CPL James "Jamie" E. Smith

Unit: 75th Ranger Regiment, 3rd Battalion
Age: 21
Home Town: Long Valley, NJ
Died On: 10/03/1993

Cpl. James E. Smith Jr., 21, could succeed at anything. Anything he put his mind to, that is.

His mother, Caroline Smith, says her son had an independent streak. "He had to make his own choices," Caroline Smith says. "Throughout high school, we would have wished that he had paid more attention to his grades. Then, his senior year, he made the dean's list. He said that as a senior, he was entitled to be exempted from finals [for making the dean's list]. That was what he wanted--to be exempt from finals."

James Smith Jr. was an athlete in high school--football and lacrosse. He planned to go to college, like his parents wished. But that independent streak showed again when he enlisted and volunteered for the Rangers.

James Smith Sr. told his son the risks he might face. "I know my husband spoke pretty graphically to Jamie about what he was getting himself into," Caroline Smith says. "But this is what he wanted to do.".

His letters home from Somalia indicated things weren't going smoothly. "The way he put it in his letters was that it was very, very tough to know who the bad guys were," Caroline Smith says.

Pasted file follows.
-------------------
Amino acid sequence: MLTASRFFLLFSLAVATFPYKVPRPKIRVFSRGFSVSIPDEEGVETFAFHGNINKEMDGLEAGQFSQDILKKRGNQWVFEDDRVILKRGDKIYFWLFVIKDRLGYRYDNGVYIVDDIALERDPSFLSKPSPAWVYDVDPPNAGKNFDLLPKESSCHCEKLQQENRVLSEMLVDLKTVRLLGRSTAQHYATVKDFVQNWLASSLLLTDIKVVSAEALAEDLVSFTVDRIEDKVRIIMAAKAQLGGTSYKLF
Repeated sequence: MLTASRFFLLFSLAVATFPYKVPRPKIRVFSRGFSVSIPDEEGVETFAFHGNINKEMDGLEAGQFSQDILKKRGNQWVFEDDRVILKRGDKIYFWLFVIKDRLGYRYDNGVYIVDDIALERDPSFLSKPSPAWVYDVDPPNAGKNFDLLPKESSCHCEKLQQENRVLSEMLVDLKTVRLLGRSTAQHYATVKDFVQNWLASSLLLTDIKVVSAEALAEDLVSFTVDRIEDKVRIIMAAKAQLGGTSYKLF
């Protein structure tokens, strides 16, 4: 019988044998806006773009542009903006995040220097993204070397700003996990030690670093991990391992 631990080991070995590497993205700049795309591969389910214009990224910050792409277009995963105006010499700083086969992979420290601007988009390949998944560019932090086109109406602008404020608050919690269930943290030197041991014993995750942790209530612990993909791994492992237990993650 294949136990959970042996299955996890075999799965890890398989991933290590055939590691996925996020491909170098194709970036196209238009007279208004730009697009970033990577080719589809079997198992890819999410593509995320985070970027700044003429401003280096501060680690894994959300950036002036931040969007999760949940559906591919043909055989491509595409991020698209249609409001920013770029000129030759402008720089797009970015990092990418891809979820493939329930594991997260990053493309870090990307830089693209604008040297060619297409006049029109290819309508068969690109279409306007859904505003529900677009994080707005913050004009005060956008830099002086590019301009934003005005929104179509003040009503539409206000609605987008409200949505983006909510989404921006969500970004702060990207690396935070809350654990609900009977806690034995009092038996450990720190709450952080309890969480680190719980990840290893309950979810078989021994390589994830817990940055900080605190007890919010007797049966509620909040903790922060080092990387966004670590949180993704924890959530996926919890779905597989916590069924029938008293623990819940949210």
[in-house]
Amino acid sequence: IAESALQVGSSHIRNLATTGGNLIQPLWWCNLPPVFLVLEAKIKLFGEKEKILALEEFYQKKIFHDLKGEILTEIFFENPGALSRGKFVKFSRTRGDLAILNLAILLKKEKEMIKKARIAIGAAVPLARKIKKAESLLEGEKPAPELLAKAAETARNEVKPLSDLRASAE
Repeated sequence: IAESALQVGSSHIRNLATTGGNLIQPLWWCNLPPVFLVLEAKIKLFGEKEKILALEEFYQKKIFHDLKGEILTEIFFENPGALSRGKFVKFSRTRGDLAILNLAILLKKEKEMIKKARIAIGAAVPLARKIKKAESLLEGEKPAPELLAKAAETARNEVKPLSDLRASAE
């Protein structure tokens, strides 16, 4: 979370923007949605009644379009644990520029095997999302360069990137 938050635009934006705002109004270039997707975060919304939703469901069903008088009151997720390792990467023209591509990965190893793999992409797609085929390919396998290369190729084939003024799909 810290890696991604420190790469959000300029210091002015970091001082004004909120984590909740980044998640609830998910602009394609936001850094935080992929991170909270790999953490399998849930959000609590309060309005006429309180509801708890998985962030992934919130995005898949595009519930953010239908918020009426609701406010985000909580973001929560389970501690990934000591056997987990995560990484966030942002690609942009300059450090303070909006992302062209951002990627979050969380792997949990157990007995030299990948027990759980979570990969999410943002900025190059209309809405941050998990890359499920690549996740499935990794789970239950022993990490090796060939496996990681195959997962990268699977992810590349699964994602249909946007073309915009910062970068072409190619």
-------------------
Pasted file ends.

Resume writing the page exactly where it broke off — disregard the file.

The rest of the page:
That's why the Smiths are wary of the Clinton administration. They feel President Clinton and his national security team lost control of the Somalia mission. James Smith Jr. was killed in the Oct. 3 firefight. He received the Bronze Star Medal for valor.

"The Army is doing an exemplary job to make sure these young men are prepared for any event," Caroline Smith says. "They're just being misused by an administration that is deploying them irresponsibly."

That belief is a troublesome one for the Smiths, not only because of their son's death, but because another son, Todd, wants to enlist after high school.

Todd Smith doesn't disagree with his parents' assessment of Clinton. "What he's wrestling with is that this is something that he always wanted to do," Caroline Smith says. "It's not that he's following in his brother's footsteps--he has his own agenda."

So do the Smiths. "As a disabled Vietnam veteran," James Smith Sr. told a May 12 Senate hearing on the Somalia operation, "I had the responsibility, the obligation to ensure that my son's generation did not suffer the fate of his father's generation."